For me a big part of it was diversifying my income as well, because I saw other peers that had one giant client, and if something happened to that one giant client went under, they took a huge hit. And I was like, hmmm. And I saw in the last ten years the stock market world for stock agencies, that is wooohh...gone downhill fast. So, you know, I've tried to diversify myself out in many different ways. Tried to make sure I don't have just one client paying for most of, 80% of my, you know I have a few clients that I work with maybe 20, 30% of the time, but if it ever got up to 60 or 70% with one client I'd get really worried. The more diversified you are, the more stable the business will be in the long run, and you'll actually stay in business. So, for me it's Commercial and Editorial Assignment Photography is probably 60% of what I do...70%. I still have some stock photography. Probably a third of mine is still stock photography, but it's direct to the customer, not through a stock ag...
ent. Because of those newsletters I was telling you about, my SEO jumped to where I was on the first page of Google or number one for Adventure Sports Photography for a long time, and I think I just dropped in two or three. But that helped a lot, because people would see me when they looked up Adventure Sports Photography, call me, and then want to license an image that they pulled straight off my web and said, "How much for this image? For this usage?" And so I could license that image to them. So that was a huge part and still is a huge part of my business. Books and eBooks, I've written four books. Two of which are eBooks, two of which are published. I teach workshops, four or five a year, I'm here at Creative Live, this is part of my income. Fine art prints, I don't sell tons of prints, but I sell a certain number of prints every year, sometimes it's bigger, sometimes it's a smaller part of my income. Sometimes I get paid to write a blog post for usually a manufacturer in the camera world, since I'm kind of, I was a physicist, so I'm super geeky, and I actually worked on the chips that ended up being the sensors in cameras back in the early 90's, so I have deep knowledge of how a digital camera works, and the flashes and all that stuff, so by being sponsored and working with companies in the photo industry, that has opened up doors to that. Which is, you know, you may or may not want to do that. This is an example of an eBook, and I mean it's kind of crazy, I, so early on in my career in I shot an assignment for Adobe. Before Lightroom had come out, they were just coming out with Lightroom, and somehow they saw my work, and there's not time to tell that whole story, but I got the assignment to shoot for Adobe Lightroom before it ever came out. And they wanted me to deliver worked up images, 200 worked up images from the assignment cause they were gonna use them for demonstrations, and some of them would go for ads for Lightroom, and I'd never seen the software before. I'd seen Adobe Camera Raw and it was luckily somewhat similar to Adobe Camera Raw, but I got to sit down with the engineers from Adobe, and have the engineer that designed the software show me how to use it. I was like, the lightbulb went off in my head during this thing, it was like, this is pretty unique. I might want to share this knowledge with some people. So I wrote an eBook, and it's now in it's like seventh edition, so it's just being creative in how you make your income. If you have, you know I am the photographer, but I love to talk about photography and I wrote a book on it just on my own. And in design, made a PDF, and I sold it on my website. So this is just one example, it's not like, this is how you do it, it's just an example. But you know, these days teaching and talking about photography is a huge marketplace. I mean, obviously we're here at Creative Live, that's why they exist.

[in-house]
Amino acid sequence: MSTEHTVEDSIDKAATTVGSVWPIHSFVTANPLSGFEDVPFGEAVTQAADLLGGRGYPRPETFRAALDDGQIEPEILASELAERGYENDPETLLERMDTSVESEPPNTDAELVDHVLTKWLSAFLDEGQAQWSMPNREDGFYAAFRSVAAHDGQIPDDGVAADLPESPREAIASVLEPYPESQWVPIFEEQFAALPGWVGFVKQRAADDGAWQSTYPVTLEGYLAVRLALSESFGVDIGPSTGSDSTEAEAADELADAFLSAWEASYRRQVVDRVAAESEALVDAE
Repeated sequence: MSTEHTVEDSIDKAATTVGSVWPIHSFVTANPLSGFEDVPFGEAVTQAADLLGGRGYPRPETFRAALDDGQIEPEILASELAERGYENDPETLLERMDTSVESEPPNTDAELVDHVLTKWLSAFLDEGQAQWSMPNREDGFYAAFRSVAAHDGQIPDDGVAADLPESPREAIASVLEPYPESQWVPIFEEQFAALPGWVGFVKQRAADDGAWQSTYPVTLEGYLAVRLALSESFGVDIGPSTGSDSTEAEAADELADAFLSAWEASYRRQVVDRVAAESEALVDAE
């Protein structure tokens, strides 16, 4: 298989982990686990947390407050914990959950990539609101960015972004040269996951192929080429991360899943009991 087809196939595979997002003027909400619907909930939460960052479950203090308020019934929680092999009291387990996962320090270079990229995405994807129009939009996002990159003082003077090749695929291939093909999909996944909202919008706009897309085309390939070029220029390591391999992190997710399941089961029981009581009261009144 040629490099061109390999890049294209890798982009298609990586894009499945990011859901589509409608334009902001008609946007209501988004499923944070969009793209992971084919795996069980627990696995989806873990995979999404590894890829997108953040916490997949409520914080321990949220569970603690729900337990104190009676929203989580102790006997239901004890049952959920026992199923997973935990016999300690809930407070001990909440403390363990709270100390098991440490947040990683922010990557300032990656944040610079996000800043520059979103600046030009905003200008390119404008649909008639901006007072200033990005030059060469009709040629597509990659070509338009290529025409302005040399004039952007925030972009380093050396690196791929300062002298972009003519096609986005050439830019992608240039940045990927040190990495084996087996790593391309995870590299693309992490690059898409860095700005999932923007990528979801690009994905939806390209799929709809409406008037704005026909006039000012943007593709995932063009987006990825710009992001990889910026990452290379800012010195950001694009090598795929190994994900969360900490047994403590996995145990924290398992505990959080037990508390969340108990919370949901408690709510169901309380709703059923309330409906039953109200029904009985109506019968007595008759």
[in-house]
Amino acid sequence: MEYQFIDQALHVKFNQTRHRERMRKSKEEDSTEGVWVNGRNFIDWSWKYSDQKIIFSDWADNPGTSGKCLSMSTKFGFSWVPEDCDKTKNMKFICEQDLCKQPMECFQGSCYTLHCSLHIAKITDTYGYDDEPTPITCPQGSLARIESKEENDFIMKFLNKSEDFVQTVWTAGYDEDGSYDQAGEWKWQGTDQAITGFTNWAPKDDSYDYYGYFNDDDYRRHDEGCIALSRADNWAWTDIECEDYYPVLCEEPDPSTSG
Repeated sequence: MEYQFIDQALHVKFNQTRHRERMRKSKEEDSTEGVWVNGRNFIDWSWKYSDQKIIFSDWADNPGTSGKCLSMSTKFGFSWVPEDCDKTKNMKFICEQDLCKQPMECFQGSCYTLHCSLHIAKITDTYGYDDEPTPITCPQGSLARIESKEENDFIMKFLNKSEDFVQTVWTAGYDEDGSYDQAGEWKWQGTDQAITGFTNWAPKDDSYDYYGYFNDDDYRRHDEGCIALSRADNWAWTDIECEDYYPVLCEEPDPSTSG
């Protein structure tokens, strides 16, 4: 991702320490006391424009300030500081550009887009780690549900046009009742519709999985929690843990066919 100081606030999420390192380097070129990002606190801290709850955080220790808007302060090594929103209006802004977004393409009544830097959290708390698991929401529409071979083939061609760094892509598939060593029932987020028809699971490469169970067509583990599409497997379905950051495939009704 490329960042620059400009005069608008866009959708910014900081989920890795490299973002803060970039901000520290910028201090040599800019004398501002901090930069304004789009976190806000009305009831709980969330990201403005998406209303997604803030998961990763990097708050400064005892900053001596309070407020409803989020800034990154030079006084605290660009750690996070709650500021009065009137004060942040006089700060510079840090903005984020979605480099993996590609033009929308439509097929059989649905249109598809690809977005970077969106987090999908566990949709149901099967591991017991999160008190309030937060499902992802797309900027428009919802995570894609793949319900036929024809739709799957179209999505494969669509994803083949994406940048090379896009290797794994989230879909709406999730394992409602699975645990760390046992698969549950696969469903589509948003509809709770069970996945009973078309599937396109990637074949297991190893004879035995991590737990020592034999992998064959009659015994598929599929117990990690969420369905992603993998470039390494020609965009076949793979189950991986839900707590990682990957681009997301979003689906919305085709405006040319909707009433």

Michael Clark is an internationally published outdoor photographer specializing in adventure sports, travel, and landscape photography. He produces intense, raw images of athletes pushing their sports to the limit and has risked life and limb on a variety of assignments to bring back stunning images of rock climbers, mountaineers, kayakers, big-wave surfers and mountain bikers in remote locations around the world.
I think that Michael makes creatives take off their rosey sunglasses and see the business of professional photography as it really is. You might not want to hear everything that he says but he shares some very honest and important information here that people coming into the business should only ignore at their own peril. Established photographers are probably in full agreement with what he has said here. This class is a must watch for any aspiring pro photographer! Four thumbs up!!